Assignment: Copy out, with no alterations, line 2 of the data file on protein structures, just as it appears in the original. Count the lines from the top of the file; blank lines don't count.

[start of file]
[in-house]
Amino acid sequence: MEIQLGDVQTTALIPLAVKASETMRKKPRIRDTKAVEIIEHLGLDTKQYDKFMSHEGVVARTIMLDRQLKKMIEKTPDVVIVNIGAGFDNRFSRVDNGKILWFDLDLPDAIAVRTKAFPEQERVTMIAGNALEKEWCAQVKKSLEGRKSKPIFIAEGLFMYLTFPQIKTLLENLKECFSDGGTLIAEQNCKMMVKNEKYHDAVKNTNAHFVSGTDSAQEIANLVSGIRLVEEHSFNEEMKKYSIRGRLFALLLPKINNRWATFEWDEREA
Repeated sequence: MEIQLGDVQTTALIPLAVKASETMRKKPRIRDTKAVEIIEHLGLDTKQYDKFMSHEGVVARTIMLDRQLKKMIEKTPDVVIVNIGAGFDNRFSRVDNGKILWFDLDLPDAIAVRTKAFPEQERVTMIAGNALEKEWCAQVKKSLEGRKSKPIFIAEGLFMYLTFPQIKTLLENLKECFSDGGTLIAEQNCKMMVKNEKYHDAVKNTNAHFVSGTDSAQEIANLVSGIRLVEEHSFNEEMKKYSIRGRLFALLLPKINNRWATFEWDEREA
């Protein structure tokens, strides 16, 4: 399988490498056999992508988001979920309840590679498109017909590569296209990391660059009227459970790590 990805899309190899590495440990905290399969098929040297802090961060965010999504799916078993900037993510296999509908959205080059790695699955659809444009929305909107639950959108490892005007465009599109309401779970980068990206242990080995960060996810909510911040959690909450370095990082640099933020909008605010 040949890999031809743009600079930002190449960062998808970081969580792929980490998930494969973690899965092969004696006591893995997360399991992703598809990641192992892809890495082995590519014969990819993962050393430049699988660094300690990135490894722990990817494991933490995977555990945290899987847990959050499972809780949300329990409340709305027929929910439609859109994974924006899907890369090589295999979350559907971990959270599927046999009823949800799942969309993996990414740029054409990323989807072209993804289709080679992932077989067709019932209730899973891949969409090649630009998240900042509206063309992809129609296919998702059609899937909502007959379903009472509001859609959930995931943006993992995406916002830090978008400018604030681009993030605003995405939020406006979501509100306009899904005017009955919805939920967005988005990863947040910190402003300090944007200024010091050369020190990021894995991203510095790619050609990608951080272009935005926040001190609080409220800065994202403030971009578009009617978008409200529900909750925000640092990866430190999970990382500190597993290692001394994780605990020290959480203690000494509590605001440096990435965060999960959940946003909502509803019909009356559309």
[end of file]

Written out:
Amino acid sequence: MEIQLGDVQTTALIPLAVKASETMRKKPRIRDTKAVEIIEHLGLDTKQYDKFMSHEGVVARTIMLDRQLKKMIEKTPDVVIVNIGAGFDNRFSRVDNGKILWFDLDLPDAIAVRTKAFPEQERVTMIAGNALEKEWCAQVKKSLEGRKSKPIFIAEGLFMYLTFPQIKTLLENLKECFSDGGTLIAEQNCKMMVKNEKYHDAVKNTNAHFVSGTDSAQEIANLVSGIRLVEEHSFNEEMKKYSIRGRLFALLLPKINNRWATFEWDEREA